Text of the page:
Sixth Circuit’s decision 

The Sixth Circuit first addressed Neview’s hostile work environment/sexual harassment claim. To succeed on her claim, she had to show: 

  1. she is a member of a protected class; 
  2. she was exposed to conduct or communications based on her protected class (female); 
  3. the conduct or communications she was exposed to were unwelcome or unwanted; 
  4. the conduct created or was intended to create an intimidating or hostile work environment; and 
  5. the individuals creating the hostile atmosphere were acting in the course of their employment.


The court noted that an employer cannot be liable for sexual harassment if it never received notice of the harassment. 

The court concluded that Neview couldn’t support her claim of sexual harassment because D.O.C. had no notice that the harassment was taking place. There was no evidence that she had ever notified her supervisor of the alleged misconduct. Even though she had informed the district manager of Baird’s arrest, she never communicated her concerns of harassment to him. And even though she warned Flynn about his conduct three times, she didn’t fire him or complain to her superiors that she was being sexually harassed. The court concluded that she couldn’t possibly present evidence supporting her hostile work environment allegation because D.O.C. clearly didn’t have notice of the alleged harassment.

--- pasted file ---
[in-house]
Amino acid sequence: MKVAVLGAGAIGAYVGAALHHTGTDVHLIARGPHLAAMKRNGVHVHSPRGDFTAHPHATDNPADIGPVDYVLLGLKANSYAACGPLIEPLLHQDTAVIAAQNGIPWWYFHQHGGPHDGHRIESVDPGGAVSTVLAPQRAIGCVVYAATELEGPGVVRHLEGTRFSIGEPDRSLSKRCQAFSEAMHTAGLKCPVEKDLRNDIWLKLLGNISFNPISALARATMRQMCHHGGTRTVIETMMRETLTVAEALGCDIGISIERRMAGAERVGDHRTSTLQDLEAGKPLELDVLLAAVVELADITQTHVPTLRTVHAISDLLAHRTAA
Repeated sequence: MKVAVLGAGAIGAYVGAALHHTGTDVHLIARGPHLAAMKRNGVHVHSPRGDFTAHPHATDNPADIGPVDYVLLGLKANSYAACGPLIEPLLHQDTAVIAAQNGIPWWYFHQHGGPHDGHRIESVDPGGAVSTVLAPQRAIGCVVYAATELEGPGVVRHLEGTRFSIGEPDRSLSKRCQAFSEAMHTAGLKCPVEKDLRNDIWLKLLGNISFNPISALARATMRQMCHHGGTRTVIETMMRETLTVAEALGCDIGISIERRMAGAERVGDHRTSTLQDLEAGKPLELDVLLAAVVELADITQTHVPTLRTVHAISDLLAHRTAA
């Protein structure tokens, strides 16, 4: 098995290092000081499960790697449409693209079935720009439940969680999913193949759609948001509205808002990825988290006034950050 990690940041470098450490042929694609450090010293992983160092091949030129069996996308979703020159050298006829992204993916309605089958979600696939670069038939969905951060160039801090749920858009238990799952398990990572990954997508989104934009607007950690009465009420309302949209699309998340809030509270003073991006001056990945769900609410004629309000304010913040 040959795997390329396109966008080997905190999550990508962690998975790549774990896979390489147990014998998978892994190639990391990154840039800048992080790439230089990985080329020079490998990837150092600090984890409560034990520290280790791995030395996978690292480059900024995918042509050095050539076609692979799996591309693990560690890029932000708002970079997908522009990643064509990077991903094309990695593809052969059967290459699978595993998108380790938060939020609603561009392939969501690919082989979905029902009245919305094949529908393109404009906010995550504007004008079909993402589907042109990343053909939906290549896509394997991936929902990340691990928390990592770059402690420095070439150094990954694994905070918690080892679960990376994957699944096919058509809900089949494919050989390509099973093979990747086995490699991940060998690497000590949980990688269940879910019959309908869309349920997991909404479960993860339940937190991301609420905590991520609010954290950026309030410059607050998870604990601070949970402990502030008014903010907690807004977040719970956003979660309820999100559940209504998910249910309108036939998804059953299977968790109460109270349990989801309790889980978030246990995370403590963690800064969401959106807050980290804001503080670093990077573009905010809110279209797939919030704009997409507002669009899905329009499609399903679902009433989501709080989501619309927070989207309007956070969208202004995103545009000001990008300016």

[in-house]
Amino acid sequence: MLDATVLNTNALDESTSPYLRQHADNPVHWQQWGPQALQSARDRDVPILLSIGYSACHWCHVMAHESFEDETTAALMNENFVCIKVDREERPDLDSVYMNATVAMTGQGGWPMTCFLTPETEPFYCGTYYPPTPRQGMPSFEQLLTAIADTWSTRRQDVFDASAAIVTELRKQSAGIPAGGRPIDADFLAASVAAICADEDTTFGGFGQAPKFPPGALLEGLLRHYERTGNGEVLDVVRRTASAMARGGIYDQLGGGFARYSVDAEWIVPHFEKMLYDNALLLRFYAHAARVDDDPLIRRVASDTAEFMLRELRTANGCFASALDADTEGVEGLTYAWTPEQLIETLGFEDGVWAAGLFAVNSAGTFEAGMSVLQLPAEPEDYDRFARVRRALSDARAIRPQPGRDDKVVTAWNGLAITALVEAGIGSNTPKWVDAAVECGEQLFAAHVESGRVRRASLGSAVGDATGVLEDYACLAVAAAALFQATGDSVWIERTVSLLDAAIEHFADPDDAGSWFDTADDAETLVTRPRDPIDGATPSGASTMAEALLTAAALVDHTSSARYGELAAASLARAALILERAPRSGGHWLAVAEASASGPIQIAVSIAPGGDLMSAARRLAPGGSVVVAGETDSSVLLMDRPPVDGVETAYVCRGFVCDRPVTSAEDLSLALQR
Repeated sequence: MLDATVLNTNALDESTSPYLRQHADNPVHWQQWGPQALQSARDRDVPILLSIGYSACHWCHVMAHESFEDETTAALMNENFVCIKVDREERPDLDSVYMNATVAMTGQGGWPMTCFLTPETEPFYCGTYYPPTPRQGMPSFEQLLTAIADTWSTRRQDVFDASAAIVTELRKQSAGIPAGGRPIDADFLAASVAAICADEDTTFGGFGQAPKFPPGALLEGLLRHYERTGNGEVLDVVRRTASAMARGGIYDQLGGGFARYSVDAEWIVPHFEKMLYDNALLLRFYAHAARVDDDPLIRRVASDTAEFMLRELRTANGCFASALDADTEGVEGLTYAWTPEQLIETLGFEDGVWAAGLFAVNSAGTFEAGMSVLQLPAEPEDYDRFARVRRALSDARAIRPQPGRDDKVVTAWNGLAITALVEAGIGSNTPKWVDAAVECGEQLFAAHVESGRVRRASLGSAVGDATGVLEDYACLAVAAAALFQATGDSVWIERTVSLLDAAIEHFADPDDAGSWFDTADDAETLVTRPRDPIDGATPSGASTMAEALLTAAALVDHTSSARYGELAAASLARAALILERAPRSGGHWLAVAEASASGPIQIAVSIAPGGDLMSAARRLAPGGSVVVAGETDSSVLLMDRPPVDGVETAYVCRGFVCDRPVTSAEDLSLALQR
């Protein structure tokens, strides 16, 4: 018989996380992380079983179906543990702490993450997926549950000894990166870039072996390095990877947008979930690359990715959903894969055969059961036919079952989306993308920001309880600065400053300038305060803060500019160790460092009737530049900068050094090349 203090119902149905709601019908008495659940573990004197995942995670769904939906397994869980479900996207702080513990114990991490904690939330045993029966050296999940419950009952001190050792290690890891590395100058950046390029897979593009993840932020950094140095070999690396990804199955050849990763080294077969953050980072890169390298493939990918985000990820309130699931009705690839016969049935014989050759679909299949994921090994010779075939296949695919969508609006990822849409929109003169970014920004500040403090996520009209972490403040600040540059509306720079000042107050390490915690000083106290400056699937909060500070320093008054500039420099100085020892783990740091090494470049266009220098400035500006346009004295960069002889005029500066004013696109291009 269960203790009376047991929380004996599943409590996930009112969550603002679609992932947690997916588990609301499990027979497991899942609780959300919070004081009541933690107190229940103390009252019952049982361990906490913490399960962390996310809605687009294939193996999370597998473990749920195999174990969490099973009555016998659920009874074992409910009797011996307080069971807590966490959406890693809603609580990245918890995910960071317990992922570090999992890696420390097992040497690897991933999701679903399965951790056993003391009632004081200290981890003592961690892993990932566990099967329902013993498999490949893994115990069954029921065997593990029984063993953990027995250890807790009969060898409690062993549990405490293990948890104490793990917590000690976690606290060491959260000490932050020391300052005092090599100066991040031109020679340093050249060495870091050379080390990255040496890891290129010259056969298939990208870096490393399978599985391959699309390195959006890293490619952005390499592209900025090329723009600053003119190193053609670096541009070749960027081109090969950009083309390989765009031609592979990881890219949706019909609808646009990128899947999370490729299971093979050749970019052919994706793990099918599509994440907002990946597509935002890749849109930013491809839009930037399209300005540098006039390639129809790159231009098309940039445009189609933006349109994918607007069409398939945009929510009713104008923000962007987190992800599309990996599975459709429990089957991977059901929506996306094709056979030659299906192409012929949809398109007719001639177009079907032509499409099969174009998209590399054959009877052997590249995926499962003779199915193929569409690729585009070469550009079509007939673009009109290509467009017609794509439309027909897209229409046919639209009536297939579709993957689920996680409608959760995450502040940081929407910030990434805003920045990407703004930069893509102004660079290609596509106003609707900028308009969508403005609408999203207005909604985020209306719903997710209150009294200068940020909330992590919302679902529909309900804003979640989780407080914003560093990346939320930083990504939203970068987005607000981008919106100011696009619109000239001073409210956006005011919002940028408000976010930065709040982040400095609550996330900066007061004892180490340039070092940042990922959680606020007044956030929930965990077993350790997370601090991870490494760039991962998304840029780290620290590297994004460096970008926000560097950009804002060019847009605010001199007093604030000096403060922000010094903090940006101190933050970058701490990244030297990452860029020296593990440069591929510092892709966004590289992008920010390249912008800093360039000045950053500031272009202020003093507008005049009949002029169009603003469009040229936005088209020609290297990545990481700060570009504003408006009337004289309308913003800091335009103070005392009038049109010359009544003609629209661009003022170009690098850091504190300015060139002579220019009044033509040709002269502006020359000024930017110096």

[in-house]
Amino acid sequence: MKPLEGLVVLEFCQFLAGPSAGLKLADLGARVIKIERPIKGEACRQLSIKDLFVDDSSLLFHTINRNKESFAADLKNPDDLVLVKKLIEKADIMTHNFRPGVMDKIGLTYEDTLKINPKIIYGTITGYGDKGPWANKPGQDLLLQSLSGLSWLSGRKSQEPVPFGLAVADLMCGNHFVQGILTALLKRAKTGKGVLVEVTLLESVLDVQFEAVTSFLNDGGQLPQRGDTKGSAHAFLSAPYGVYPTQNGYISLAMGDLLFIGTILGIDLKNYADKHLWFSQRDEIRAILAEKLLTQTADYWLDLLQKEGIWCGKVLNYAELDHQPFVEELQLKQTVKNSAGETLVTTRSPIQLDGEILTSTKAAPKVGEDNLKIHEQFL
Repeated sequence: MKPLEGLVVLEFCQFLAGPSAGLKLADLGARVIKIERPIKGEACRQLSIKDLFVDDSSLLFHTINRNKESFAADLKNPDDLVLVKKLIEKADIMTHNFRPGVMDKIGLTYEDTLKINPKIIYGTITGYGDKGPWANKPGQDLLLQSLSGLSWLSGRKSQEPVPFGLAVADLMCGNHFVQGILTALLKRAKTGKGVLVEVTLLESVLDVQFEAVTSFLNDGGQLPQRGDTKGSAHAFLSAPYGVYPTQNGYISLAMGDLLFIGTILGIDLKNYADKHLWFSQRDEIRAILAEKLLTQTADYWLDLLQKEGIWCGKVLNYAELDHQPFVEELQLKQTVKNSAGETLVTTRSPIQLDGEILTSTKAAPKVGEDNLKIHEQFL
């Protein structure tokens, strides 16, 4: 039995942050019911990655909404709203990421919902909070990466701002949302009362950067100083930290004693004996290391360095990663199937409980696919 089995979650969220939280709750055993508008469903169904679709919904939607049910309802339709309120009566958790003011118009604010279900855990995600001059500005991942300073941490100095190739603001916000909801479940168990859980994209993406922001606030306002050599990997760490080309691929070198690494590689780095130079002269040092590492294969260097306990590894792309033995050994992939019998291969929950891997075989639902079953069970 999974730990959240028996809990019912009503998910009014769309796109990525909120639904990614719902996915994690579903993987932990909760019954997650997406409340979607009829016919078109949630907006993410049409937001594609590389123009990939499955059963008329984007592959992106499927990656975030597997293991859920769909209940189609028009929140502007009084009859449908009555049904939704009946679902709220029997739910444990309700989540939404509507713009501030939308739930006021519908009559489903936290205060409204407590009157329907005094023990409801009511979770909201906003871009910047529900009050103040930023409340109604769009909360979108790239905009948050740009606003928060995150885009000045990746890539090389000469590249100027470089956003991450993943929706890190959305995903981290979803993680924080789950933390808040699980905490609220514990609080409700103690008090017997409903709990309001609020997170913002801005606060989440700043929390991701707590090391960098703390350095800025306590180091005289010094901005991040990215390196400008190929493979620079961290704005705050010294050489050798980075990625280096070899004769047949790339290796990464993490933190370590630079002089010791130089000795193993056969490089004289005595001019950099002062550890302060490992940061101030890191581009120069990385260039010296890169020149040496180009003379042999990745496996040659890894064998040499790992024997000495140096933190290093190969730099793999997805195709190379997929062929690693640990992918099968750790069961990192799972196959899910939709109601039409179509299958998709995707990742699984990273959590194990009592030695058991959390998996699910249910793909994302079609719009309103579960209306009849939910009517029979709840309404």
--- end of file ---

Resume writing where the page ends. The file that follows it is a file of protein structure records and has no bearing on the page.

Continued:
The court next addressed Neview’s sex discrimination claim, explaining that she would have to show that: 

  1. she is a member of a protected class; 
  2. she was subject to an adverse employment decision; 
  3. she was qualified for her position at the time of the adverse action; and 
  4. a similarly situated employee in an unprotected class was treated more favorably or she was replaced with someone who was not a member of the protected class.